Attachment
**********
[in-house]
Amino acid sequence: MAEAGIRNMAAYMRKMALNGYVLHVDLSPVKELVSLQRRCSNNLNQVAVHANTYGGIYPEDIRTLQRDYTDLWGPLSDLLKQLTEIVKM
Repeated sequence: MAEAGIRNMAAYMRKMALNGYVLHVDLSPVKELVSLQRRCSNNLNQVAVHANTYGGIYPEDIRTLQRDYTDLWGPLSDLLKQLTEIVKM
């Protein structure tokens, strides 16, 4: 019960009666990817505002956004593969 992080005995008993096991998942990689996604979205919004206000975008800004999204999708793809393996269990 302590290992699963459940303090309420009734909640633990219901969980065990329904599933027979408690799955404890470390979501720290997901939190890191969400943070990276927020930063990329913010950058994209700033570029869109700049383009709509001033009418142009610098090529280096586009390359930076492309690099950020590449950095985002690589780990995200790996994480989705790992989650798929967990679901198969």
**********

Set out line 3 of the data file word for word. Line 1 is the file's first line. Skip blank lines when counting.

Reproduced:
Repeated sequence: MAEAGIRNMAAYMRKMALNGYVLHVDLSPVKELVSLQRRCSNNLNQVAVHANTYGGIYPEDIRTLQRDYTDLWGPLSDLLKQLTEIVKM